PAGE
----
Since I posted this on May 30, 2013, let's try the Julian date of May 30, 1013. What would the corresponding date be in the Gregorian calendar? 10 × 3 = 30, and we round 30 up to the next multiple of 4, which is 32. 32 ÷ 4 = 8, and 8 - 2 = 6. Now we add 6 days to May 30 to get May 36, or more accurately, June 5th (36 - 31 days in May = 5). If we double check with Wolfram|Alpha, we see that May 30th, 1013 in the Julian calendar is indeed June 5th, 1013 in the Gregorian calendar.

Once you have a Gregorian date, you can treat it as you would any other date in your system. With practice, you can now go back as far as the 200s, since the adjustment for the 200s is 0. You can actually go farther back, but the calculations have additional things you have to deal with, such as negative adjustments, and compensation for date with BC or BCE before them.

In performance, and with a little practice, you can buy yourself the extra time needed for this extra calculation by performing the calculation while explaining briefly about the Julian and Gregorian calendars. Practice with Julian dates, and you'll surprise yourself with a wider range on your calendar calculation abilities!

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ORINGAL POST:

It's done with the following formula:

$(\left&space;\lceil&space;\frac{16&space;-&space;x}{4}&space;\right&space;\rceil)&space;+&space;x&space;-&space;6$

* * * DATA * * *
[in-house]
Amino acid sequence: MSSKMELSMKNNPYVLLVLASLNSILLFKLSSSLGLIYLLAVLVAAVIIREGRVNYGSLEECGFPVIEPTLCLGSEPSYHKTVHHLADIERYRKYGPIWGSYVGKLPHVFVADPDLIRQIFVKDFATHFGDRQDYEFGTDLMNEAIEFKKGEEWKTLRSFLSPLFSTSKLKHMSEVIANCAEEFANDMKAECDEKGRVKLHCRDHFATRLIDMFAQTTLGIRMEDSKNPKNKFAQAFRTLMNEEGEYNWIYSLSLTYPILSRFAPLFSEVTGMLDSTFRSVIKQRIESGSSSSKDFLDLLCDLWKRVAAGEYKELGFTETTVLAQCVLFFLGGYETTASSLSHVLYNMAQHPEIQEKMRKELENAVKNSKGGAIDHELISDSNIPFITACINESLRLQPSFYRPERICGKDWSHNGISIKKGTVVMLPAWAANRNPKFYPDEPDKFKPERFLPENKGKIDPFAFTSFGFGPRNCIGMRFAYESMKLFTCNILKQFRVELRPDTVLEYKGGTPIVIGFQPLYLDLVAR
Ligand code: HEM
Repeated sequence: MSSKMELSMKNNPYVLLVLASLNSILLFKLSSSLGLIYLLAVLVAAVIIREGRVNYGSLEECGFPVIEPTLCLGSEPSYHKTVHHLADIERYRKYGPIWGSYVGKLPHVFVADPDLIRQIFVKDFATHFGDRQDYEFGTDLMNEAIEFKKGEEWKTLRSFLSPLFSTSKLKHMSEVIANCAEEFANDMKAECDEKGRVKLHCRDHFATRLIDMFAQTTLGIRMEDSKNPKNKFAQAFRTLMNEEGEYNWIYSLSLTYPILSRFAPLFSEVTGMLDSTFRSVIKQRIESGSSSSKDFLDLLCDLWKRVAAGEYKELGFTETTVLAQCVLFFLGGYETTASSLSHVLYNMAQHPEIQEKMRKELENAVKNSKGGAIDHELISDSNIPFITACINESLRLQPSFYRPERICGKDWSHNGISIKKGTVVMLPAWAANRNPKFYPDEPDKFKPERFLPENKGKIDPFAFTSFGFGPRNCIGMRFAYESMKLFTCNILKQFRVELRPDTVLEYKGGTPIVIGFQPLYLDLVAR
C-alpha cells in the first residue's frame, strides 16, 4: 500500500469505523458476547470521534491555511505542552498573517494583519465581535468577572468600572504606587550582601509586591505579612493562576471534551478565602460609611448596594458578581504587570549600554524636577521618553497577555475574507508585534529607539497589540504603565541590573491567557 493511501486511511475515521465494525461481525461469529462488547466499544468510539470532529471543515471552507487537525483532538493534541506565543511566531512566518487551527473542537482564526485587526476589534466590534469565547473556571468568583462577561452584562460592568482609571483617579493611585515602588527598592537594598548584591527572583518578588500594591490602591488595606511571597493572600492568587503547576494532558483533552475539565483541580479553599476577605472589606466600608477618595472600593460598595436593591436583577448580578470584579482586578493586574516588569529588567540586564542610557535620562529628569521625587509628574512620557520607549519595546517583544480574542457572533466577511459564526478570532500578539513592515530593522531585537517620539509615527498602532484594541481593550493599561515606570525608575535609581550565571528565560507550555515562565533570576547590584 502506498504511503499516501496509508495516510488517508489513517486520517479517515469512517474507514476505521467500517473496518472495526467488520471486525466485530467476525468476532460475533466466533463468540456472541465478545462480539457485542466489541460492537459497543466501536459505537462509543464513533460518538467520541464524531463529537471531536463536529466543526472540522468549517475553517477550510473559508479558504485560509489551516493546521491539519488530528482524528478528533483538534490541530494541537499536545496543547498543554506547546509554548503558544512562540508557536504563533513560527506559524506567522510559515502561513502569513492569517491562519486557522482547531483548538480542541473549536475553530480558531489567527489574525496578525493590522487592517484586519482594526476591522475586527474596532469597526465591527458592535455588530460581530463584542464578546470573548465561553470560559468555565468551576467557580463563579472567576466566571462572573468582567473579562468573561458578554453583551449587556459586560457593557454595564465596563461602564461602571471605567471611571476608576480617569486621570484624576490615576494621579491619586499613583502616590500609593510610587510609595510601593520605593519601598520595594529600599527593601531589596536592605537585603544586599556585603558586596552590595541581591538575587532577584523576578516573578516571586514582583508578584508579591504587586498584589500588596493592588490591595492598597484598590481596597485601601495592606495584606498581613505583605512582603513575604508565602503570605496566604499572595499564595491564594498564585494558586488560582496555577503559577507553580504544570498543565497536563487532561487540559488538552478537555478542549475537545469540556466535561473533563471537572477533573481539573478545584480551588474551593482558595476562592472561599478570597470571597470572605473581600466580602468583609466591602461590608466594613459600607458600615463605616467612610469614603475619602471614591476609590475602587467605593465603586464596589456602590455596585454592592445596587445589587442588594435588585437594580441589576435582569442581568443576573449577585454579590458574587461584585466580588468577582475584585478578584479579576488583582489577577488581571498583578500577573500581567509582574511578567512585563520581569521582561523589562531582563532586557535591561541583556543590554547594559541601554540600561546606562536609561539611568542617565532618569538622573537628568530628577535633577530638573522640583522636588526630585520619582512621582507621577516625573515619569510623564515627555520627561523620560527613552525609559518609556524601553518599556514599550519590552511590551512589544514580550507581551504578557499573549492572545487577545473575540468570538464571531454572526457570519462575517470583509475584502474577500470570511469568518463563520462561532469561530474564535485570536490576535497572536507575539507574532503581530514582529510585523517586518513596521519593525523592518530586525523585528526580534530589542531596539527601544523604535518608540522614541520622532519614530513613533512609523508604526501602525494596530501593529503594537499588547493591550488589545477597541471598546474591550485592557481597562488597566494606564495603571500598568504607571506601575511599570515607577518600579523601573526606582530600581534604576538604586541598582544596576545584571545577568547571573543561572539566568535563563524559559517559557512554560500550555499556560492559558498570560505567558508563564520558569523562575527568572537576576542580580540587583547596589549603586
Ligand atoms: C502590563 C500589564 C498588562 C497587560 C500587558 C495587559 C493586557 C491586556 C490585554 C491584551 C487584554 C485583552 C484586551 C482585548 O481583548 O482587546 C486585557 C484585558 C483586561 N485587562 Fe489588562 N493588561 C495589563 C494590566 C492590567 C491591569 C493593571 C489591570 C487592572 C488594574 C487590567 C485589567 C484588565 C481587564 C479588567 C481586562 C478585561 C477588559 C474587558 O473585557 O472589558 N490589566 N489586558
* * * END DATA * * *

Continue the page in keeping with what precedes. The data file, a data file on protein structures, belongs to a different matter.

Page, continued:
Those funny-looking brackets with an upside-down L-shape simply mean to round any fractional answer you get upwards. Mathematicians and programmers know this as the ceiling function.

As a simple first example, let's assume we're working with a date in the 1200s. For any such date, we drop the last 2 digits, leaving us with x = 12. First, subtract x from 16: 16 - 12 = 4. Next, divide that result by 4: 4 ÷ 4 = 1. Finally add that result to x again, and subtract 6: 1 + 12 - 6 = 13 - 6 = 7.

That result of 7 means that, for any date in the 1200s, we would need to add 7 days to the Julian calendar to get the corresponding Gregorian date. October 10, 1252 in the Julian calendar becomes October 17, 1252 in the Gregorian calendar.

Naturally, once you have the correct Gregorian date, you can use standard calendar formulas to get the day of the week for the given date.

That 1200s example worked out nicely because 4 divided by 4 comes out even. What about when we're dealing with a century that doesn't work out so neatly? Let's try a date in the 900s.

For the 900s, of course, x = 9, so let's start going through the formula again. The first step is 16 - 9 = 7. Next, we have to work out 7 ÷ 4. The exact mathematical answer is 1.75, but since the next step is to round up any fractional answers (remember the upside-down L-shaped brackets?) up, all you really need to know is that 7 ÷ 4 = “1 and some extra”. When you round this up, you get 2.

Now, you can work through the rest of the formula just as before: 2 + 9 - 6 = 11 - 6 = 5. So, for any date in the 900s, you would need to add 5 days to find the corresponding Gregorian date. For the 800s to the 1700s, here's the adjustment required for each century.

Since I posted this on May 30, 2013, let's try the Julian date of May 30, 1013. What would the corresponding date be in the Gregorian calendar? We know x = 10, so 16 - 10 = 6. Next, 6 ÷ 4 = 1 and some more, which rounds up to 2. 2 + 10 - 6 = 12 - 6 = 6, so we need to add 6 days to get the Gregorian date. May 30th + 6 days = May 36, or more accurately, June 5th.